This fake grandson would have had to call back to get the Money Control Number or give contact information to the “grandparents”. He would have to have an ID bearing the name of the person he claimed to be. In this case that lawyer would have needed that information.

    It never seems to occur to people to check up if the grandson is actually out of the country? It never occurs to them that in the US a person in custody is going to be given one call and that a person in foreign custody is likely going to be able to call the embassy or consulate only? Have you ever heard of someone calling from jail, claiming to be under arrest, and yet has a lawyer that can get on the phone right at the same time.

    Perhaps some Western Union offices in foreign countries have an inside helper. It appears so in this case.

    • Anonymous

      I am aware in this case that the “grandson” was in court. But the concept of asking questions and some rational thinking still applies.

    •  With western union, if you choose to use a secret question and answer, you dont need to show ID, but you still have to have the MCTN

      • Anonymous

        The secret question and answer as well as the MTCN require another conversation to take place. I just find it hard to believe that during the time it takes to get to Western Union, get back home and contact the person in need of the money that it never occurs to them to inquire if it is the same person or not.

        •  Yep, well if they think its some type of emergency situation they probably dont think twice about it. But people should always use EXTREME caution if this situation ever happens. Make sure you know exactly who you’re talking to.

  • Anonymous

    Okay, that comedian is right.  You can’t fix stupid.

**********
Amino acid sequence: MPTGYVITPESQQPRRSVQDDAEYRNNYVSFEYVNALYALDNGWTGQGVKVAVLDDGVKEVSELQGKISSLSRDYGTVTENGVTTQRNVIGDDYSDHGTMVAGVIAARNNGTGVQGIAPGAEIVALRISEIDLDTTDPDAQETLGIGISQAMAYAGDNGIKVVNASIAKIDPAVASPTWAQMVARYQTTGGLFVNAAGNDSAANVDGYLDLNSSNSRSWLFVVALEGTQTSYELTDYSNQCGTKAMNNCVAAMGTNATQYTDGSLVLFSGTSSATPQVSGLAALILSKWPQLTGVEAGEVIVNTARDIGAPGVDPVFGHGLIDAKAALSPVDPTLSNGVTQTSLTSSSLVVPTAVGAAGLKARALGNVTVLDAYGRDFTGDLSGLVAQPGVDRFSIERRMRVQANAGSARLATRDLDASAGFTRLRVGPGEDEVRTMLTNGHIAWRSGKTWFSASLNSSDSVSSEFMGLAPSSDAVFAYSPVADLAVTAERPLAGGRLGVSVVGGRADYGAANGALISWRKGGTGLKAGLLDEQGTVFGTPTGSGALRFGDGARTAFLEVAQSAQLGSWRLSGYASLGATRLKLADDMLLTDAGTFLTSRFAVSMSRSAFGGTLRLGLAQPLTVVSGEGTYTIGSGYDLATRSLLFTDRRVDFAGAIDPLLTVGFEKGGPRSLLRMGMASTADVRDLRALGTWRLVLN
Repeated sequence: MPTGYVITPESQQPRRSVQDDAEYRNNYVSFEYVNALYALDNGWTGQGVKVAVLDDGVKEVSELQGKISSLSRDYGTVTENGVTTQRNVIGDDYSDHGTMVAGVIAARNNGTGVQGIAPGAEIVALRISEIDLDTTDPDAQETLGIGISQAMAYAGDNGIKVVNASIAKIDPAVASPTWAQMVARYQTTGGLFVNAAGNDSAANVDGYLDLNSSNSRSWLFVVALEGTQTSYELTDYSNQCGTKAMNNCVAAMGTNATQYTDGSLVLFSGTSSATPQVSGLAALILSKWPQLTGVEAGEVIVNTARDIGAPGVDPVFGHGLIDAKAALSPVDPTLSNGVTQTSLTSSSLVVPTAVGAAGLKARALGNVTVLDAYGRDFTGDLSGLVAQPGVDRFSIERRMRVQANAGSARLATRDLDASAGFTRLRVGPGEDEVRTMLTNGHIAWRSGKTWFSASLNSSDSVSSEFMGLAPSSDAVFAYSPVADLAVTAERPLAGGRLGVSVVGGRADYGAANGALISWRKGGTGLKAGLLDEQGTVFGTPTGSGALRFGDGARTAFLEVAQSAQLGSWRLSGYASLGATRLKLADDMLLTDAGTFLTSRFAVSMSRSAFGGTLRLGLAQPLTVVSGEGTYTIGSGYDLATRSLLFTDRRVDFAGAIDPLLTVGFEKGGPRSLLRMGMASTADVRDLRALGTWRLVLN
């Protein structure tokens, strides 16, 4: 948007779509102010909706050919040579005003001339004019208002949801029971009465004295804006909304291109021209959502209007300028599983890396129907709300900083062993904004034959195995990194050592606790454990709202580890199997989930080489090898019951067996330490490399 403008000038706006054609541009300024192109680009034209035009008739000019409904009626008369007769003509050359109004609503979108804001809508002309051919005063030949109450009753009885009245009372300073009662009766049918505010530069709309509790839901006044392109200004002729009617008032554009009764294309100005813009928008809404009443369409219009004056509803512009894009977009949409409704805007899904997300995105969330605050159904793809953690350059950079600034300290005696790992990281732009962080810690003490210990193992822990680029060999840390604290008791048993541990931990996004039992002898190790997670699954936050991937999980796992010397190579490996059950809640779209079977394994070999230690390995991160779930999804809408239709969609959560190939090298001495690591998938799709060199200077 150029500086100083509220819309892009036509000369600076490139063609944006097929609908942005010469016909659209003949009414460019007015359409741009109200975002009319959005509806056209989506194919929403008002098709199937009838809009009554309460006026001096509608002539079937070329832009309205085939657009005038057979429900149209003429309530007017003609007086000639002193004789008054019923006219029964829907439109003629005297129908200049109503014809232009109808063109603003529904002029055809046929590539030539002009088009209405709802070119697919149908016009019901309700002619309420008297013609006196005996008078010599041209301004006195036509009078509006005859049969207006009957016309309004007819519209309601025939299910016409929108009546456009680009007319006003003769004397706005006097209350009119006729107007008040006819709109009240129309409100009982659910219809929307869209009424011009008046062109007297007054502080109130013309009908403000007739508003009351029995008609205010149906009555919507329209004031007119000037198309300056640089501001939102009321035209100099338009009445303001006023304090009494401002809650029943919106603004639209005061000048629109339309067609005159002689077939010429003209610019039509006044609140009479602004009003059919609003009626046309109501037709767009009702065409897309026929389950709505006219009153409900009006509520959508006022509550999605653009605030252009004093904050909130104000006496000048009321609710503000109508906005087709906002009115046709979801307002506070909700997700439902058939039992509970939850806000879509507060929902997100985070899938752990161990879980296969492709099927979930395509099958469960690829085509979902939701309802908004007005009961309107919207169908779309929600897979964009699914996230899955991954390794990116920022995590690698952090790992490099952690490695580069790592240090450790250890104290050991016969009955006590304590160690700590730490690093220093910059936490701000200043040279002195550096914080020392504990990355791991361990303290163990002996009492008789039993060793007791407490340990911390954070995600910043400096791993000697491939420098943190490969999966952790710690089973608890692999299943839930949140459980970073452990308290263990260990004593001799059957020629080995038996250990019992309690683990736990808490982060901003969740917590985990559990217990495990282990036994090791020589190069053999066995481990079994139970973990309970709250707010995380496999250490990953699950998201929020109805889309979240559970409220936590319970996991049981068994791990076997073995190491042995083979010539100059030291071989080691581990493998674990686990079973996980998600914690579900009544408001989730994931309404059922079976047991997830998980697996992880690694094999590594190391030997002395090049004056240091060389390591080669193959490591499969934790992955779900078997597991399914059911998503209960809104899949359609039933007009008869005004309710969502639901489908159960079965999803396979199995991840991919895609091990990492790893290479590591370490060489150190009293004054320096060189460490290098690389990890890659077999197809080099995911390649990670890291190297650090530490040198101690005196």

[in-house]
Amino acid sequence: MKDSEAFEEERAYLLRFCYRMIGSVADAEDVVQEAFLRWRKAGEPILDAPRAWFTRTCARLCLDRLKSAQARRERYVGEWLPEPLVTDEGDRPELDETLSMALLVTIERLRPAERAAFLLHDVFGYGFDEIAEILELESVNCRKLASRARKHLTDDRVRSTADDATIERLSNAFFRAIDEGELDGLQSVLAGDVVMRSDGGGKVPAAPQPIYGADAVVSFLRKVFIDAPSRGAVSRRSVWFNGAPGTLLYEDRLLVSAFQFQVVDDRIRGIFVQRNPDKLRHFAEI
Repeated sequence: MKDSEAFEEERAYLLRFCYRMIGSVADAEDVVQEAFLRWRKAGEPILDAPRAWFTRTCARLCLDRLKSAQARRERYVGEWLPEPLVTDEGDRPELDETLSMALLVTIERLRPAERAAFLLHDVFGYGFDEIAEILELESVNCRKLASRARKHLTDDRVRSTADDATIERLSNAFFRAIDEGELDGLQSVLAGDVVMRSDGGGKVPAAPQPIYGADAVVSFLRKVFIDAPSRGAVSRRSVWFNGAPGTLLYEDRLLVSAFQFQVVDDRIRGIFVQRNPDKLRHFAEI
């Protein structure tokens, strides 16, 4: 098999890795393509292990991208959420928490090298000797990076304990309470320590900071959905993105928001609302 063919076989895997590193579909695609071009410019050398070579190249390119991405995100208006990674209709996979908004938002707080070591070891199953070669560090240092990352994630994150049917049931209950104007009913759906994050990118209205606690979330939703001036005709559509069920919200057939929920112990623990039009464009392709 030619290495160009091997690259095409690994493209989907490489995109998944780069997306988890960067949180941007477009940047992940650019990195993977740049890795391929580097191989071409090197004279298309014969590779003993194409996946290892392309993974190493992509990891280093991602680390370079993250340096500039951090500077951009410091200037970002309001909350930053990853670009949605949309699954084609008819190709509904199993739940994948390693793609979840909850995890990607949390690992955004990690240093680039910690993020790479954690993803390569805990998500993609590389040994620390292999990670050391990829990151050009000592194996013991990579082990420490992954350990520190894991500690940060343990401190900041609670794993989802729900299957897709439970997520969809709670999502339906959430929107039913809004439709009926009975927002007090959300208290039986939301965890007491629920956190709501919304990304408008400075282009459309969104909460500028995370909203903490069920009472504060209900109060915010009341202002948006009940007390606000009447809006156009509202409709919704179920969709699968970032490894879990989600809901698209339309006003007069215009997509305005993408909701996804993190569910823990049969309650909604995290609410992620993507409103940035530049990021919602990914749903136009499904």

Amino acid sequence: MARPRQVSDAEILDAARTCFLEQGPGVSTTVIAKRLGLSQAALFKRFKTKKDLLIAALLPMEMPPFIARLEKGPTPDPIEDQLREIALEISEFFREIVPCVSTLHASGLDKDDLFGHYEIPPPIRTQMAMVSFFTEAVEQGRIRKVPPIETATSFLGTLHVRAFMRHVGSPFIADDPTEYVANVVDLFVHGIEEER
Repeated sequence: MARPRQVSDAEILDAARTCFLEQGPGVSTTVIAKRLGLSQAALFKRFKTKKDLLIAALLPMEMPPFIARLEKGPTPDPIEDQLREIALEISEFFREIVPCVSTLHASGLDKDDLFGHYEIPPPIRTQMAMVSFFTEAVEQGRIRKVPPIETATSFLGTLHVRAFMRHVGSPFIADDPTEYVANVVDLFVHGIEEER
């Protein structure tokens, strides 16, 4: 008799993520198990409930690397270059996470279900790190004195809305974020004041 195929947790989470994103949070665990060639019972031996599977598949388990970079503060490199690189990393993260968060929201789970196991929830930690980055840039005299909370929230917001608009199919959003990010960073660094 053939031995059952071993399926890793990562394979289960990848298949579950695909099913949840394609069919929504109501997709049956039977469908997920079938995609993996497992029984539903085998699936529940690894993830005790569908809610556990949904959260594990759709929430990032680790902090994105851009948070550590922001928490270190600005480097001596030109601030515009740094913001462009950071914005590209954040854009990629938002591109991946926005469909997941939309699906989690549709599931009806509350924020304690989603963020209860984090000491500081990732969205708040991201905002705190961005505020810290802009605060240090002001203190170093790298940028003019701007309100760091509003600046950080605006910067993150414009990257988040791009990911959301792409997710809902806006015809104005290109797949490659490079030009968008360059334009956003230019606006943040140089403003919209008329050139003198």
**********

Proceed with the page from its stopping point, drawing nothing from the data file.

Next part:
• You are forgetting that they are preying on the elderly. These older folks are going from a normal everyday routine to being thrown into a call from a supposed family member with sheer panic in their voices.  They know exactly what to say when they ask questions, and what grandparent wouldn’t want to help a grandchild in need or in danger! Shame on Western Union for allowing an elderly couple to wire $$ out of the country without first talking with the couple. They are the ones who should know better, not the elderly victims!

  • Hey, my Nigerian Prince Grandson with Cancer is being detained in Mexico, but if you send him some money he will send you his inheritance.  Just as believeable

  • Anonymous

    I got a call last week from someone claiming I’d won $265,000 from Publishers Clearinghouse. The amount of information they knew about me was mind boggling. The ONLY things they didn’t know were bank account routing and account numbers and the first 5 digits of my Social Security number. They knew which credit cards I had that were active and which banks I had accounts with.
    This guy was a smooth talker and had an answer for everything I questioned him on. I recorded the entire conversation and when I told him I wouldn’t be sending any money he told me his “boss” would be contacting me… sure enough, 15 minutes later the boss called and said I was crazy not to send the $3000 “confirmation and insurance fee” to some Helen Pratt in Montana. I would be receiving the $265,000 the following day and to watch for the Prize Patrol Van.
    I turned all the info over to the Attorney General’s office.
    I can definitely see how the elderly could fall for this.

  • Anonymous

    That couple should have gone to the Belfast Hannaford. They stop those fishy Western Unions COLD!

  • Its getting harder to feel bad for these people as time goes by..